Name: P.J. Thompson
Stats: 7.4 PPG, 2.1 RPG, 2.9 APG, 1.0 SPG, 28.6 MPG
45.5% FG, 40.2% 3FG, 70.5% FT 4:1 Assist-to-Turnover ratio
As a warning before we get started, I have unabashed love for P.J. Thompson and the way he plays. It felt like at least once a game I had to tweet PJ “Big Shot” Thompson. He is never going to be the best player on the floor or the flashiest, but he is a player that is easy to love because he rarely makes mistakes and he always plays within his abilities.
That is what we have always seen from PJ. It started his freshman season when he averaged only 13.6 minutes per game, but if teams forgot him on the perimeter there was no hesitation in him shooting it. As a freshman they could do that. He shot only 28.6% from three. That lack of hesitation has paid off though because this year he posted his second year averaging better than 40% from three. In 2015-16 he was actually Purdue’s best three-point shooter by percentage at 41.5%. This year he was out fifth-best shooter from long range even though he had a slight dip in his percentage. Because he played 209 more minutes he ended up attempting 50 more three, so he was bound to have a small dip.
Overall PJ averaged 1.7 more points per game in 6 more minutes per game, but it was the placement of those points that huge. For example:
· Against Georgia State very early in the season as Purdue was struggling Thompson made a key steal with 3:43 left and the game tied at 56-56. He would also hit a three with 44 seconds left to put Purdue ahead 64-56 and effectively close the game.
· He had nine points against Notre Dame, including two huge threes during the second half comeback and a clinching free throw with five seconds left.
· With 1:24 left at Ohio State and Purdue clinging to a 72-71 lead P.J. hit a huge three to push the lead back to 4. Purdue would eventually win by one on a free throw from Caleb Swanigan. P.J. had only six points.
· At Maryland P.J. hit a three with 3:23 left to give us a 66-65 lead. This was about a minute and a half after he hit two free throws trailing 65-61. Purdue eventually won on two free throws from Carsen Edwards with 3 seconds left, set up by a defensive rebound from, you guessed it, P.J. Thompson with 16 seconds left.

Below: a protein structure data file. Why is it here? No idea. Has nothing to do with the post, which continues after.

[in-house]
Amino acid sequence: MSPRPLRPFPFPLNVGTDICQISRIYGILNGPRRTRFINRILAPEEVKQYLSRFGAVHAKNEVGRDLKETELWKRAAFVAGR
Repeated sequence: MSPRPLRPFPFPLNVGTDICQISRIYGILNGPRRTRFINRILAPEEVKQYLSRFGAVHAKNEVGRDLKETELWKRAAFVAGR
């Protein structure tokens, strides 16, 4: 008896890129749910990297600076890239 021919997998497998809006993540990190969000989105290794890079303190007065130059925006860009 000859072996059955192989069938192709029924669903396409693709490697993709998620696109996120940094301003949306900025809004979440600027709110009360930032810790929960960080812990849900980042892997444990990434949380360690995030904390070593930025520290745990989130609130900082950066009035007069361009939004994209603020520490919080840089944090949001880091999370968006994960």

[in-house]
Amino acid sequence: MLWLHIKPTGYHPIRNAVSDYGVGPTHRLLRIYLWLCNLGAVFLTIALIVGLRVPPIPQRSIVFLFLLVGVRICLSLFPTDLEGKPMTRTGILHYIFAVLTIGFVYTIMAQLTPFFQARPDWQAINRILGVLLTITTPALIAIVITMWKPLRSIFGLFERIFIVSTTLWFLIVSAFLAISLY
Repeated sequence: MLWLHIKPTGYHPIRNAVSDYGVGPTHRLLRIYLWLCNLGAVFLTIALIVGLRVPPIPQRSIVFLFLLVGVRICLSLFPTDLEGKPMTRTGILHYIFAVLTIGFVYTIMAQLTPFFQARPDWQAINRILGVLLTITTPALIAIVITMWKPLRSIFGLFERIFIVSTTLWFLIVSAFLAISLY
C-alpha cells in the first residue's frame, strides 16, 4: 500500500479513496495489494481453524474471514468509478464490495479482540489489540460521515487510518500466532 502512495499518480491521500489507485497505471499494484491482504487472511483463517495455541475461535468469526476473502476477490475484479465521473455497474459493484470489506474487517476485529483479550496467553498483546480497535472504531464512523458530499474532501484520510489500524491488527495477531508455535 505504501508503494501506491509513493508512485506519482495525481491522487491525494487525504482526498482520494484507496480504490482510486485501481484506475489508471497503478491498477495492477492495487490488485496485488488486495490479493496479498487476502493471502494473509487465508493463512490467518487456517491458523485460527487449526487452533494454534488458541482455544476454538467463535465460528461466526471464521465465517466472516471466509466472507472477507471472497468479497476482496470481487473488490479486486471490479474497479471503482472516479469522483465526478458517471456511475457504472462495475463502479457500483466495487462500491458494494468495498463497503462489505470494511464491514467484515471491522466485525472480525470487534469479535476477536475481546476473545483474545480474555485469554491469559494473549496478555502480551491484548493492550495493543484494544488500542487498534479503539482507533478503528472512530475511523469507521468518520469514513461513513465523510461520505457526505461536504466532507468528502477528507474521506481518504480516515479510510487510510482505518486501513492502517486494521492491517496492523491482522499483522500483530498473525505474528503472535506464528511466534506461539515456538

· At Indiana PJ scored on an offensive rebound putback with 2:29 left to put Purdue ahead 61-57. He then hit three of four free throws in the last 37 seconds of a 69-64 win. Those were his only five points of the game.
· With 15 seconds left in overtime at Penn State PJ collected a long offensive rebound of a missed shot from Isaac Haas. He was fouled and hit the clinching two free throws in the 74-70 win.
· Against Iowa State in the second round of the NCAA Tournament Purdue had just finished blowing a 19 point lead. Thompson, who was scoreless to that point, hit a huge three with 3 minutes left to give Purdue a 74-73 lead 11 seconds after the Cyclones had taken their first lead of the game. With 8 seconds left Thompson also hit the two clinching free throws in the 80-76 win. These free throws were critical, because 8 days earlier PJ had the chance to hit from the line with a 2 point lead and 18 seconds left in regulation against Michigan in the Big Ten Tournament. He didn’t come through then as he missed the front end of a one-and-one and Michigan went down to tie and send the game to OT, where it won.
Purdue won eight games this year that were “close games” (that is, within a possession or two at the final media timeout). It lost five such games. In seven of the eight wins PJ had a major, major role in those closing minutes that helped Purdue to a victory. Even in the losses he was instrumental in giving Purdue a chance. Against Villanova and Michigan (BTT) he hit half-court buzzer-beating threes just before halftime. Against Minnesota he hit three threes to help us force overtime after being down early. At Iowa he had two offensive rebounds with just over a minute left, but Purdue was unable to convert.
That’s not to say PJ was perfect. He lacks the size to be a truly elite defender, but he is a tenacious one. He could also be a bit more aggressive. He was a solid scorer in high school and he can drive to the basket, but he doesn’t do it enough to be truly effective. Maybe that is something we see more of in 2017-18 as a senior.
PJ is a savvy, veteran leader that has gotten better every year at Purdue. He is basically our Robert Horry. If we need a big shot in a key spot there is going to be a good chance PJ will take it and hit it. In those five “close losses” he only had one shot or free throw attempt that would have made a huge difference, and that was the Michigan loss in the Big Ten tournament. That made Purdue 7-1 this year in the “P.J. Thompson is attempting a big shot/free throw in the final minutes” games.
I’ll take that record.